There's this graph that I saw recently. It's the most unsettling graph I've seen in American politics in a very, very, very long time. And yet it's really boring to look at. It's just a nearly straight horizontal line. The line doesn't do anything interesting at all. But what the graph shows is something that's somewhat terrifying. What that line shows is the relationship between what the average voter wants, and what they actually get. In a huge study, looking at over 2000 surveys of people's policy opinions, whether people were on the left side of the line which meant they opposed something happening, or on the right side, which meant they all wanted it to happen, it didn't matter. Once you controlled for the opinions of affluent Americans and interest groups and other lobbying organizations — average people, their voice was not heard at all.
Or at the very least their voice didn't appear to matter at all. Average folks only get what they want if economic elites or interest groups also want it. And all this data comes from a time when these groups were arguably less powerful in American politics. America never sold itself as a democracy. It sold itself as a representative democracy. There's accountability from voters onto politicians, but politicians, they get time in office. To step away from the passions of the electorate for at least a little while. And do things that are right for the country, and then voters will judge them on whether they did a good job. So maybe its the case that affluent Americans and interest groups and politicians just — they're always right. And average voters. You can just safely ignore them. But it doesn't look like America's been run so well. We had a massive financial crisis because we didn't do enough to regulate Wall Street, we got into a disastrous war in Iraq. We have median wages that haven't substantially grown in many, many years.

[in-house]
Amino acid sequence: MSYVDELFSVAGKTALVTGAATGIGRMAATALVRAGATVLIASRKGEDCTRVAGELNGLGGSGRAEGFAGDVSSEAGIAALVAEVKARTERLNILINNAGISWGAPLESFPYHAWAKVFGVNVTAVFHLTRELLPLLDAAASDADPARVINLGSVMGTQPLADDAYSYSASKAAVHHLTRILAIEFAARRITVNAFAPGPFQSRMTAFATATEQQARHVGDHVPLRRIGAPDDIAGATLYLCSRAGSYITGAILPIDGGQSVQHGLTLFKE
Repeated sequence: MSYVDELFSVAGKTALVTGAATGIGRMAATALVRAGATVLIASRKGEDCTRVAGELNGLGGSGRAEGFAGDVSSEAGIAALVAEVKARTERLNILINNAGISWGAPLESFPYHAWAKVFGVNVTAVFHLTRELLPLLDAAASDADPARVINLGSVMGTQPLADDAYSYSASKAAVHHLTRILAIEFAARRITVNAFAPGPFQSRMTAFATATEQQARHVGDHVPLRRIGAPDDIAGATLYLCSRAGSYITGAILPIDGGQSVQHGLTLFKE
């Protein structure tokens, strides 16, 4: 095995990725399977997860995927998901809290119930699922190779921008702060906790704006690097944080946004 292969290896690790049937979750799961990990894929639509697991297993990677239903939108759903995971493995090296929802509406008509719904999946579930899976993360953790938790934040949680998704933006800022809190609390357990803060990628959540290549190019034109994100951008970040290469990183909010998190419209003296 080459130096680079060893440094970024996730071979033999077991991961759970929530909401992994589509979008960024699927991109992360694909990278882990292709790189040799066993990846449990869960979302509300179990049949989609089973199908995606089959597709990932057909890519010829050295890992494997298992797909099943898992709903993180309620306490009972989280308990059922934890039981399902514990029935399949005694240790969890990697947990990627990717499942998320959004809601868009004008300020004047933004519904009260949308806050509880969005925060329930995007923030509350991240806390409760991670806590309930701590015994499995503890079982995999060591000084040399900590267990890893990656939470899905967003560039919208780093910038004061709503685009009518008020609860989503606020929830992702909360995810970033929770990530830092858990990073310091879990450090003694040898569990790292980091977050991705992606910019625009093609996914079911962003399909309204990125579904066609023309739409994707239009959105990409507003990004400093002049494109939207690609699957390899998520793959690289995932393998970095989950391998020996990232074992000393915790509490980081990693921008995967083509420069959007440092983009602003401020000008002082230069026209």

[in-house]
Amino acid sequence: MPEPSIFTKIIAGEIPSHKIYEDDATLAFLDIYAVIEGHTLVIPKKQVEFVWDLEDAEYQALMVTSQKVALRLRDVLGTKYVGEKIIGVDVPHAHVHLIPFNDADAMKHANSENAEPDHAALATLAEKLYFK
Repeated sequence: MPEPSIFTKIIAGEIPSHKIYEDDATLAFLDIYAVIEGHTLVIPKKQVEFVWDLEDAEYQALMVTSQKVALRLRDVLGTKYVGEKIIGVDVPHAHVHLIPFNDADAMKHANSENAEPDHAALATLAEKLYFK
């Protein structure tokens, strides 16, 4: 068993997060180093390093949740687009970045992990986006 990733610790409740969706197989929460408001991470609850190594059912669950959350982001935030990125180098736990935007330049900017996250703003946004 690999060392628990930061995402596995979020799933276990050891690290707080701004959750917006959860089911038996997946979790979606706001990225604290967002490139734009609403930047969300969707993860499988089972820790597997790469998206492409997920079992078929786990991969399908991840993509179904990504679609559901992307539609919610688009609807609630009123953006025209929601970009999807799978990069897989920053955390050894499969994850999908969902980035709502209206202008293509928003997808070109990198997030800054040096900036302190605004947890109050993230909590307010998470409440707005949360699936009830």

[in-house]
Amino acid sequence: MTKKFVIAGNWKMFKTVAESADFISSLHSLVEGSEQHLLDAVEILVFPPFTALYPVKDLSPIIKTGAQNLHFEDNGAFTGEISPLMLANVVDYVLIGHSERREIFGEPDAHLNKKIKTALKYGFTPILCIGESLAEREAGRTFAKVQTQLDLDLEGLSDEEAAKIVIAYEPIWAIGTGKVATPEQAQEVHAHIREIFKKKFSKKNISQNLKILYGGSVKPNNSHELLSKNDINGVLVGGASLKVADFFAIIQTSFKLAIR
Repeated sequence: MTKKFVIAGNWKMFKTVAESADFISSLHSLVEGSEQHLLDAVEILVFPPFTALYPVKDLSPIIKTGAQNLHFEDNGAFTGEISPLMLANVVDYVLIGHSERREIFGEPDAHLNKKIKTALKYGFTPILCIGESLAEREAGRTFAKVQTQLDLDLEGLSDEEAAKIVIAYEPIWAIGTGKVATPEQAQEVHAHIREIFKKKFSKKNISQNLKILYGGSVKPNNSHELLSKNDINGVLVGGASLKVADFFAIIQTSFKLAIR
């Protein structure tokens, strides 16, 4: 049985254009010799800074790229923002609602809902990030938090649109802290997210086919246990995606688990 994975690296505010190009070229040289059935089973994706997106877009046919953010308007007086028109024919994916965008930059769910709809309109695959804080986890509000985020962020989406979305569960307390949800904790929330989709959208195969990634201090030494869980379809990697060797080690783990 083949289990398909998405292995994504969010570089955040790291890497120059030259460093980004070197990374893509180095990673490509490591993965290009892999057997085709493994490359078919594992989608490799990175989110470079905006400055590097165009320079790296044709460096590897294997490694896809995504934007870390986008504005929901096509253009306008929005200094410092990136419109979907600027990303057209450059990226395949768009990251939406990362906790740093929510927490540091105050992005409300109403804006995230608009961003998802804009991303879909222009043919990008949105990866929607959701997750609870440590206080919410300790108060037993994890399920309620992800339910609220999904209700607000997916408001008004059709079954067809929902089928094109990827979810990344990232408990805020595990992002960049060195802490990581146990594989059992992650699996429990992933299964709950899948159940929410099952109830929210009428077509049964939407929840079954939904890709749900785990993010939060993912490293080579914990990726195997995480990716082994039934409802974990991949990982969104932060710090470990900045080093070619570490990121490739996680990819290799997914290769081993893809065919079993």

It doesn't seem that we are so incredibly good at running this country. Maybe we need a little more democracy in our representation..